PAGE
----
A mind-body treatment for hypothyroid dysfunction: A report of two cases

Peter Bablis, Henry Pollard*

*Corresponding author for this work

Research output: Contribution to journalArticlepeer-review

4 Citations (Scopus)


Purpose: For many years hypothyroid dysfunction has been treated with standard medical approaches yet some seek newer experimental conservative approaches. This paper describes the management of a new conservative approach to management in two individuals who sought treatment from a practitioner specialising in a new integrative mind-body based treatment. The purpose of this study is to present two case studies of the management of hypothyroid dysfunction using the mind-body neuro-emotional technique (NET). Method: The study was set in a private practice setting in Sydney, Australia. Two cases had been diagnosed with primary hypothyroidism by independent medical and laboratory based assessment, of which conservative management had not resolved the symptoms. Both cases underwent a schedule of NET as a modality to treat their hypothyroidism. Results: Objective measures such as thyroid stimulating hormone and T4 levels were reported, along with more subjective measures such as feelings of tiredness and general well being. In both cases, there were improvements in TSH and T4 levels, both returning to normal levels. Conclusions: Thyroid dysfunction has been effectively treated by conventional medicine for many years. Changes in thyroid dysfunction after a course of NET have been described. As the standard medical model is associated with some adverse effects such as long-term medication use and potential side effects, all natural, non-invasive approaches to management should be reviewed. Further research into this mind-body therapy is recommended to evaluate its potential effectiveness for this common condition. Crown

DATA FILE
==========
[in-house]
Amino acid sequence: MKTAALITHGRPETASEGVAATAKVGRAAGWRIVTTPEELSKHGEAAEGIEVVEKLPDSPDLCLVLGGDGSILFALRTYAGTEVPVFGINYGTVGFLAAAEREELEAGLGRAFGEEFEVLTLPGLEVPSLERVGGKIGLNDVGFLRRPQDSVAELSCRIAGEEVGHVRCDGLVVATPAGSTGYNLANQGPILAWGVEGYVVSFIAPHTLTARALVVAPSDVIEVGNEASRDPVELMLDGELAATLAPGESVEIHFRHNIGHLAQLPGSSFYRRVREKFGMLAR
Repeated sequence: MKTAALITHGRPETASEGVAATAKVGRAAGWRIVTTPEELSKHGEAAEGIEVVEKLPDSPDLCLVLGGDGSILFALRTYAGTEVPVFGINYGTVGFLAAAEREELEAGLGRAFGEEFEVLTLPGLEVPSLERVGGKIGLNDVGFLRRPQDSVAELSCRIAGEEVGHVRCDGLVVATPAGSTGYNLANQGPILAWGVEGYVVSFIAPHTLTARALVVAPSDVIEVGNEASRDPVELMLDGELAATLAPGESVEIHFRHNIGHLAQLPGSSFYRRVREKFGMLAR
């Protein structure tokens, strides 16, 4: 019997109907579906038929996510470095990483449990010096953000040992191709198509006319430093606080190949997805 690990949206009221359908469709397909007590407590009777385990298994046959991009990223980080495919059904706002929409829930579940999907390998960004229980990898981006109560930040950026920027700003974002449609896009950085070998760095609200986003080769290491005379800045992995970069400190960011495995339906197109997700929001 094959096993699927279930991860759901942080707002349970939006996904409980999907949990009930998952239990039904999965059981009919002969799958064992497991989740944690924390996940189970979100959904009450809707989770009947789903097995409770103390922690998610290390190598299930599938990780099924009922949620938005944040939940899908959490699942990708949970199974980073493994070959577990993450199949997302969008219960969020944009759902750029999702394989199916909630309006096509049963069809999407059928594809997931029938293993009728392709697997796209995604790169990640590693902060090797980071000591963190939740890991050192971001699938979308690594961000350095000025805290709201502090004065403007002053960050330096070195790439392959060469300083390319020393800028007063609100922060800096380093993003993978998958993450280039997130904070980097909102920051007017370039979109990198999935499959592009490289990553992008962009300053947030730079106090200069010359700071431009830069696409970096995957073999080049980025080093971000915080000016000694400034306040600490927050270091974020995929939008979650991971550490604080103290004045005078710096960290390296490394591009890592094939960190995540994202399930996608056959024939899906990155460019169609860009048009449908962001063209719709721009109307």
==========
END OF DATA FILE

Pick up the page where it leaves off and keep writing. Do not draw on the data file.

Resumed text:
Original languageEnglish
Pages (from-to)67-71
Number of pages5
JournalComplementary Therapies in Clinical Practice
Issue number2
Publication statusPublished - May 2009


  • Biopsychosocial model
  • Chiropractic
  • Complementary therapies
  • Hypothyroidism
  • Psychology


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